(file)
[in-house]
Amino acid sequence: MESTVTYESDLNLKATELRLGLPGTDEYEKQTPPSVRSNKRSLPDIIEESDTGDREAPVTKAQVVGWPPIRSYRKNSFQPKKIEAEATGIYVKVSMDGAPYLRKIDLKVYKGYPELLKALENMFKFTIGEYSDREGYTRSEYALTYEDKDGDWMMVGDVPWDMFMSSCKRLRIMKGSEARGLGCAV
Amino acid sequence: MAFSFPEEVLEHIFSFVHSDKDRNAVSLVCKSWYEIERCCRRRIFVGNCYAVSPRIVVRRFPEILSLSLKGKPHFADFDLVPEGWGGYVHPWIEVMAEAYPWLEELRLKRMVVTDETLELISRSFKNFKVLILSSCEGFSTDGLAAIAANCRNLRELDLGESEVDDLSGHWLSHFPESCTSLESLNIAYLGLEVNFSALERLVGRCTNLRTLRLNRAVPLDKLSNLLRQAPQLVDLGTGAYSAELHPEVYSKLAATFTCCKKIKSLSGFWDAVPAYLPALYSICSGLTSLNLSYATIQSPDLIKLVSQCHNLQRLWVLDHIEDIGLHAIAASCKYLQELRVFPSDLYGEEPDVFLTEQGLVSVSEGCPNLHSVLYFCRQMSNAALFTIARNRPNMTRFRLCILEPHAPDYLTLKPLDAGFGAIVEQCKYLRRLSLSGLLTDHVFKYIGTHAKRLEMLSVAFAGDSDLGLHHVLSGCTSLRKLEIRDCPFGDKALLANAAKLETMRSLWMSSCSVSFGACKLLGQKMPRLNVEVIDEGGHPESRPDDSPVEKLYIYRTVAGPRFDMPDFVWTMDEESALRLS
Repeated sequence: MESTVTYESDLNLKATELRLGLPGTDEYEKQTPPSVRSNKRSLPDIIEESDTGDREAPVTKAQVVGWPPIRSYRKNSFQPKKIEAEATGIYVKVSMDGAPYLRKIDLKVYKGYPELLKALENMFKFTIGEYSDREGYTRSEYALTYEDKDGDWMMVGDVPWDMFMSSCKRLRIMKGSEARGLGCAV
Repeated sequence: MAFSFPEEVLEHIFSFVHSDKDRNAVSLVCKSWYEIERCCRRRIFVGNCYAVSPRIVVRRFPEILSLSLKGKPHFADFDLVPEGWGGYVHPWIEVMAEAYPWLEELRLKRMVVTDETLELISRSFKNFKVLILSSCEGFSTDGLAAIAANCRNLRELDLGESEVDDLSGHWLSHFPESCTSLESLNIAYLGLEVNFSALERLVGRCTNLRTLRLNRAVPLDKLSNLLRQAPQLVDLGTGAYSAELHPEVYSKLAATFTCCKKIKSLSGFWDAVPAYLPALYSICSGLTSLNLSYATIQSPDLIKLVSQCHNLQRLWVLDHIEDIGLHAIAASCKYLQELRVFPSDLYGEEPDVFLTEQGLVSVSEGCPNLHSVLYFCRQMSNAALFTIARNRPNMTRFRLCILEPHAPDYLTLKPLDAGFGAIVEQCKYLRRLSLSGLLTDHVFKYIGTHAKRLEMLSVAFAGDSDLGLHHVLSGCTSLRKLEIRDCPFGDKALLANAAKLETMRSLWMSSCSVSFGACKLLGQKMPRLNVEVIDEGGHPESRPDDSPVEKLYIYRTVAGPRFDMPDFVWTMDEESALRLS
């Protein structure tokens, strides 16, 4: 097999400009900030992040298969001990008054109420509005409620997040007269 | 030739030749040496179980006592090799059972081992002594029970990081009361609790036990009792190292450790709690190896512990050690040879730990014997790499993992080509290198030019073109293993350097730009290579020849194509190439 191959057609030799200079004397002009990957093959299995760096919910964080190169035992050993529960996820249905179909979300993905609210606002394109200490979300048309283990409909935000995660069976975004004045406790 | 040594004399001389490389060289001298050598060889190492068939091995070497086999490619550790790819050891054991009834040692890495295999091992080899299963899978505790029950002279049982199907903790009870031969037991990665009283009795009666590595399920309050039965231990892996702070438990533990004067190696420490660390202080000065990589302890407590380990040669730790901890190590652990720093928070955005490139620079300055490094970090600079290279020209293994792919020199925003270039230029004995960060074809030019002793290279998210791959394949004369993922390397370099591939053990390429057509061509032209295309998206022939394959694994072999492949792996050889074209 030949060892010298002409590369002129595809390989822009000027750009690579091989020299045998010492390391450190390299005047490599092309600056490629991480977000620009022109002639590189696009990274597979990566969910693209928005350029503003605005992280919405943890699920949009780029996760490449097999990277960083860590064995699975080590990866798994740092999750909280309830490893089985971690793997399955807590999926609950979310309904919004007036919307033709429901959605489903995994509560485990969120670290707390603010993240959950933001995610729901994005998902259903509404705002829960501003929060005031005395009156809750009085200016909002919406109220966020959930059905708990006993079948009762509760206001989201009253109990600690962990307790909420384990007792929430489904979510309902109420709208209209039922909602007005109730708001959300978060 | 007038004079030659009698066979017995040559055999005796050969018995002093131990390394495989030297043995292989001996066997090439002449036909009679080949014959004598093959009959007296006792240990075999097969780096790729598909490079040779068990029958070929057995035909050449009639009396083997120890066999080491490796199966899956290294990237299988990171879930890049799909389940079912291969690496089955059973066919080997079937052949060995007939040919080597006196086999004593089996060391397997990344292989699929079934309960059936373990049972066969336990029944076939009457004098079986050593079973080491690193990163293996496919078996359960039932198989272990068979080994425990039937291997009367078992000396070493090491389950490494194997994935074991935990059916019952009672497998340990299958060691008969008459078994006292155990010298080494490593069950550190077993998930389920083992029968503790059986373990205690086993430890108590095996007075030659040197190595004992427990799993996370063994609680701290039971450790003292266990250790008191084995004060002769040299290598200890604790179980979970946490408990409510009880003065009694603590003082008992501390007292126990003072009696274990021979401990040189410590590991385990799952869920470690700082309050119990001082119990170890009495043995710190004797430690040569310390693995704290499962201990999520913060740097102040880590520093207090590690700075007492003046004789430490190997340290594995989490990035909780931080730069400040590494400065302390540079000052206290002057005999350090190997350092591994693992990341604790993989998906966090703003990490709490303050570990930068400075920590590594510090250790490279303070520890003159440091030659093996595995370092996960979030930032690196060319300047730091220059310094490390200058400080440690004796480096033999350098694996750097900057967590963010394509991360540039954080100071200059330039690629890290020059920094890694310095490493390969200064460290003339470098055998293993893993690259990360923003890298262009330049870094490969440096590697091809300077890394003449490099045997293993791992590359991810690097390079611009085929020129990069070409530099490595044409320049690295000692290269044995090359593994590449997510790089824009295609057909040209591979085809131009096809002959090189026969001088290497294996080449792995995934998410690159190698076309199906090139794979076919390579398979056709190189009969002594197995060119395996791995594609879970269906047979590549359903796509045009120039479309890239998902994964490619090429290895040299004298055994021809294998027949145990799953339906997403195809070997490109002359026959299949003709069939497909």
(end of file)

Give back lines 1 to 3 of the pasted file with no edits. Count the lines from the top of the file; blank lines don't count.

[in-house]
Amino acid sequence: MESTVTYESDLNLKATELRLGLPGTDEYEKQTPPSVRSNKRSLPDIIEESDTGDREAPVTKAQVVGWPPIRSYRKNSFQPKKIEAEATGIYVKVSMDGAPYLRKIDLKVYKGYPELLKALENMFKFTIGEYSDREGYTRSEYALTYEDKDGDWMMVGDVPWDMFMSSCKRLRIMKGSEARGLGCAV
Amino acid sequence: MAFSFPEEVLEHIFSFVHSDKDRNAVSLVCKSWYEIERCCRRRIFVGNCYAVSPRIVVRRFPEILSLSLKGKPHFADFDLVPEGWGGYVHPWIEVMAEAYPWLEELRLKRMVVTDETLELISRSFKNFKVLILSSCEGFSTDGLAAIAANCRNLRELDLGESEVDDLSGHWLSHFPESCTSLESLNIAYLGLEVNFSALERLVGRCTNLRTLRLNRAVPLDKLSNLLRQAPQLVDLGTGAYSAELHPEVYSKLAATFTCCKKIKSLSGFWDAVPAYLPALYSICSGLTSLNLSYATIQSPDLIKLVSQCHNLQRLWVLDHIEDIGLHAIAASCKYLQELRVFPSDLYGEEPDVFLTEQGLVSVSEGCPNLHSVLYFCRQMSNAALFTIARNRPNMTRFRLCILEPHAPDYLTLKPLDAGFGAIVEQCKYLRRLSLSGLLTDHVFKYIGTHAKRLEMLSVAFAGDSDLGLHHVLSGCTSLRKLEIRDCPFGDKALLANAAKLETMRSLWMSSCSVSFGACKLLGQKMPRLNVEVIDEGGHPESRPDDSPVEKLYIYRTVAGPRFDMPDFVWTMDEESALRLS